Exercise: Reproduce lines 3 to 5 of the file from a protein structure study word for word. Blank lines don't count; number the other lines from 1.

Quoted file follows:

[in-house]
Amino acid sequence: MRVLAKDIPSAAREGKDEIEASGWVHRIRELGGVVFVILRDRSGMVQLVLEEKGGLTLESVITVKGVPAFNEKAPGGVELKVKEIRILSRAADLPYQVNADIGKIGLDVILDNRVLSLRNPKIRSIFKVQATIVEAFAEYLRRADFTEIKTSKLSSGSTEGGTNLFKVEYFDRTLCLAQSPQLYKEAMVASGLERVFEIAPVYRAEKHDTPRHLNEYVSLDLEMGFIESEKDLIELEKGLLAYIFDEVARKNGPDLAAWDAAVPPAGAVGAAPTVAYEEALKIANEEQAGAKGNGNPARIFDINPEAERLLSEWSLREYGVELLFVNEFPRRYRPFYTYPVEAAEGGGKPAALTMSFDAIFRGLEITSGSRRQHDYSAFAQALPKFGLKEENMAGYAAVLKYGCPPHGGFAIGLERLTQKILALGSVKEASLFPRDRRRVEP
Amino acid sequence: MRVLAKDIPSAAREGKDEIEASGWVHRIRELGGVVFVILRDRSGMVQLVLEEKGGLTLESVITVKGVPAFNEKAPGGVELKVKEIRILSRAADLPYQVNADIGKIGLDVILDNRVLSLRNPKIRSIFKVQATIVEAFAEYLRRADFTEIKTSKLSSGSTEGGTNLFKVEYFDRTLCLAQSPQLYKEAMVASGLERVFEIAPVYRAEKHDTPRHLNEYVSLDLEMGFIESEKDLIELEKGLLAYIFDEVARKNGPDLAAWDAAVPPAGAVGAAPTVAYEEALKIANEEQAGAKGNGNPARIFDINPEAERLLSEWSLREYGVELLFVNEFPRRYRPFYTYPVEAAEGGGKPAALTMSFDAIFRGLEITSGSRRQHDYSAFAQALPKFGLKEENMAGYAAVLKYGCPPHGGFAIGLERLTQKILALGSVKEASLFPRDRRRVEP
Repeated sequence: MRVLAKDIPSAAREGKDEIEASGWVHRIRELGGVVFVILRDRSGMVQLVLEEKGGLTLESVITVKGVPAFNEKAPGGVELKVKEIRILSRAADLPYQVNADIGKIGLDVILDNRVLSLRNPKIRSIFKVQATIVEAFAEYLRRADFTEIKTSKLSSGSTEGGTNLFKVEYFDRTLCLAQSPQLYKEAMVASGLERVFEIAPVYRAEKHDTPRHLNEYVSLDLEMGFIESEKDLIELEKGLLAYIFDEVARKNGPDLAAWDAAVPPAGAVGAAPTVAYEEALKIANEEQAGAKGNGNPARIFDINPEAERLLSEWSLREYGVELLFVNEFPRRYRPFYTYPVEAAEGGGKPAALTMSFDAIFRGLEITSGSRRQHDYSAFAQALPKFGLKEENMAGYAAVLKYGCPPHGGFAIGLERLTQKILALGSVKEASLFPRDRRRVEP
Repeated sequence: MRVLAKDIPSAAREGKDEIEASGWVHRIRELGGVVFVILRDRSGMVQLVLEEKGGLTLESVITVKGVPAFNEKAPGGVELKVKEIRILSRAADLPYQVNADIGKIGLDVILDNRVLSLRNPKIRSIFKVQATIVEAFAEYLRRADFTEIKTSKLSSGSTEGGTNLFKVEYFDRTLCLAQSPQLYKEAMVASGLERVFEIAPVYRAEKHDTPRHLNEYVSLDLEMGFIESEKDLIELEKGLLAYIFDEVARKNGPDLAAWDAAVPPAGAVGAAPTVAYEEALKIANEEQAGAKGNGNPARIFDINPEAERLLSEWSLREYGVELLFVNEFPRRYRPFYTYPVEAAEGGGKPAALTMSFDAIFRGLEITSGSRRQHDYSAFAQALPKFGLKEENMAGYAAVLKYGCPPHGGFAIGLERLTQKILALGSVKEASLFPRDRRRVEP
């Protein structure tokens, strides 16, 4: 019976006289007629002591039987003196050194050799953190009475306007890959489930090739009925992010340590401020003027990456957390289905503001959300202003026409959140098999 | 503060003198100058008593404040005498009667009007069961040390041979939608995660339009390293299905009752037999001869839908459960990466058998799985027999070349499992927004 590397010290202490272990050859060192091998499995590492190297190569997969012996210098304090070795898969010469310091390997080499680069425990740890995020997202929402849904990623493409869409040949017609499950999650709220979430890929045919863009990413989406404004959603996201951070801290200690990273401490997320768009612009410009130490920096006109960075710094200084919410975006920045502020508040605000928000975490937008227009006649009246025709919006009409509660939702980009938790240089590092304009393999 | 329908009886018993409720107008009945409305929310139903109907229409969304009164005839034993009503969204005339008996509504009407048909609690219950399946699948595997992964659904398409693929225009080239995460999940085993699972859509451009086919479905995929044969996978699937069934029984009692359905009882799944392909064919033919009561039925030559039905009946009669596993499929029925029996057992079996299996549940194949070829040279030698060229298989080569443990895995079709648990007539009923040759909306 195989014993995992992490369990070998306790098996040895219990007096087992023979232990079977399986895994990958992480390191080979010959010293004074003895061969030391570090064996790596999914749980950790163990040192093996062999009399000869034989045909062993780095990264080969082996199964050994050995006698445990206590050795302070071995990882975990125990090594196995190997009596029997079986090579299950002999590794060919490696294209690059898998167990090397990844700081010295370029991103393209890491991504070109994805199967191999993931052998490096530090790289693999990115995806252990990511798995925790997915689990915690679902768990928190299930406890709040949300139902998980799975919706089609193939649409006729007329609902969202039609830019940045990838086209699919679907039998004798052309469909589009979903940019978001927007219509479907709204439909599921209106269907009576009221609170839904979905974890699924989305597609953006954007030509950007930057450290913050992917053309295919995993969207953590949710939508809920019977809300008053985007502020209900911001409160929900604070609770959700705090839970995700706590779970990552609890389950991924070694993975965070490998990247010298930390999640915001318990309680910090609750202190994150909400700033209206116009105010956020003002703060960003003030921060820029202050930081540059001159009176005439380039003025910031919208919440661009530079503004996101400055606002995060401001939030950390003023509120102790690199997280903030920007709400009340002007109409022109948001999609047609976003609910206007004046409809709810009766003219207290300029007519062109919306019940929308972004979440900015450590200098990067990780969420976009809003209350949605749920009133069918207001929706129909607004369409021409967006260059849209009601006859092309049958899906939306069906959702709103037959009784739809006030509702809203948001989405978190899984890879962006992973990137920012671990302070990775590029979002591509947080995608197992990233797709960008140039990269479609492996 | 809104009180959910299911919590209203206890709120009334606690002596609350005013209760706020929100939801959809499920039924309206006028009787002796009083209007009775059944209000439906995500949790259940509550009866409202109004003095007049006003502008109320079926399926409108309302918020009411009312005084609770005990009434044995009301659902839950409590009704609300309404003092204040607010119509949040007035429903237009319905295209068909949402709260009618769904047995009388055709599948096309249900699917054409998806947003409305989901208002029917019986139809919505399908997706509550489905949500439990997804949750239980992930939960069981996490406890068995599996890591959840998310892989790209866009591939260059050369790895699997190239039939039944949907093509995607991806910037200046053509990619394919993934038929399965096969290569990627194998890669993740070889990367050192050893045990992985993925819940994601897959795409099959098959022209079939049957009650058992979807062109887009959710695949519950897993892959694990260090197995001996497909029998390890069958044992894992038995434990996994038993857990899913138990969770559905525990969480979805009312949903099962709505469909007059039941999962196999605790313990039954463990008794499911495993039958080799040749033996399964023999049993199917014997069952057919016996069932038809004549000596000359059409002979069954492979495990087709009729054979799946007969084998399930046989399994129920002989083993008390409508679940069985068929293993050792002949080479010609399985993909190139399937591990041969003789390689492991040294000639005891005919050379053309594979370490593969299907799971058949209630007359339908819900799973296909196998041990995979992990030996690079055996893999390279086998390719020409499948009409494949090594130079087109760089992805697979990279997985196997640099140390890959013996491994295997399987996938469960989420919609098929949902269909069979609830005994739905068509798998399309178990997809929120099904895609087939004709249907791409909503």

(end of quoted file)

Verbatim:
Amino acid sequence: MRVLAKDIPSAAREGKDEIEASGWVHRIRELGGVVFVILRDRSGMVQLVLEEKGGLTLESVITVKGVPAFNEKAPGGVELKVKEIRILSRAADLPYQVNADIGKIGLDVILDNRVLSLRNPKIRSIFKVQATIVEAFAEYLRRADFTEIKTSKLSSGSTEGGTNLFKVEYFDRTLCLAQSPQLYKEAMVASGLERVFEIAPVYRAEKHDTPRHLNEYVSLDLEMGFIESEKDLIELEKGLLAYIFDEVARKNGPDLAAWDAAVPPAGAVGAAPTVAYEEALKIANEEQAGAKGNGNPARIFDINPEAERLLSEWSLREYGVELLFVNEFPRRYRPFYTYPVEAAEGGGKPAALTMSFDAIFRGLEITSGSRRQHDYSAFAQALPKFGLKEENMAGYAAVLKYGCPPHGGFAIGLERLTQKILALGSVKEASLFPRDRRRVEP
Repeated sequence: MRVLAKDIPSAAREGKDEIEASGWVHRIRELGGVVFVILRDRSGMVQLVLEEKGGLTLESVITVKGVPAFNEKAPGGVELKVKEIRILSRAADLPYQVNADIGKIGLDVILDNRVLSLRNPKIRSIFKVQATIVEAFAEYLRRADFTEIKTSKLSSGSTEGGTNLFKVEYFDRTLCLAQSPQLYKEAMVASGLERVFEIAPVYRAEKHDTPRHLNEYVSLDLEMGFIESEKDLIELEKGLLAYIFDEVARKNGPDLAAWDAAVPPAGAVGAAPTVAYEEALKIANEEQAGAKGNGNPARIFDINPEAERLLSEWSLREYGVELLFVNEFPRRYRPFYTYPVEAAEGGGKPAALTMSFDAIFRGLEITSGSRRQHDYSAFAQALPKFGLKEENMAGYAAVLKYGCPPHGGFAIGLERLTQKILALGSVKEASLFPRDRRRVEP
Repeated sequence: MRVLAKDIPSAAREGKDEIEASGWVHRIRELGGVVFVILRDRSGMVQLVLEEKGGLTLESVITVKGVPAFNEKAPGGVELKVKEIRILSRAADLPYQVNADIGKIGLDVILDNRVLSLRNPKIRSIFKVQATIVEAFAEYLRRADFTEIKTSKLSSGSTEGGTNLFKVEYFDRTLCLAQSPQLYKEAMVASGLERVFEIAPVYRAEKHDTPRHLNEYVSLDLEMGFIESEKDLIELEKGLLAYIFDEVARKNGPDLAAWDAAVPPAGAVGAAPTVAYEEALKIANEEQAGAKGNGNPARIFDINPEAERLLSEWSLREYGVELLFVNEFPRRYRPFYTYPVEAAEGGGKPAALTMSFDAIFRGLEITSGSRRQHDYSAFAQALPKFGLKEENMAGYAAVLKYGCPPHGGFAIGLERLTQKILALGSVKEASLFPRDRRRVEP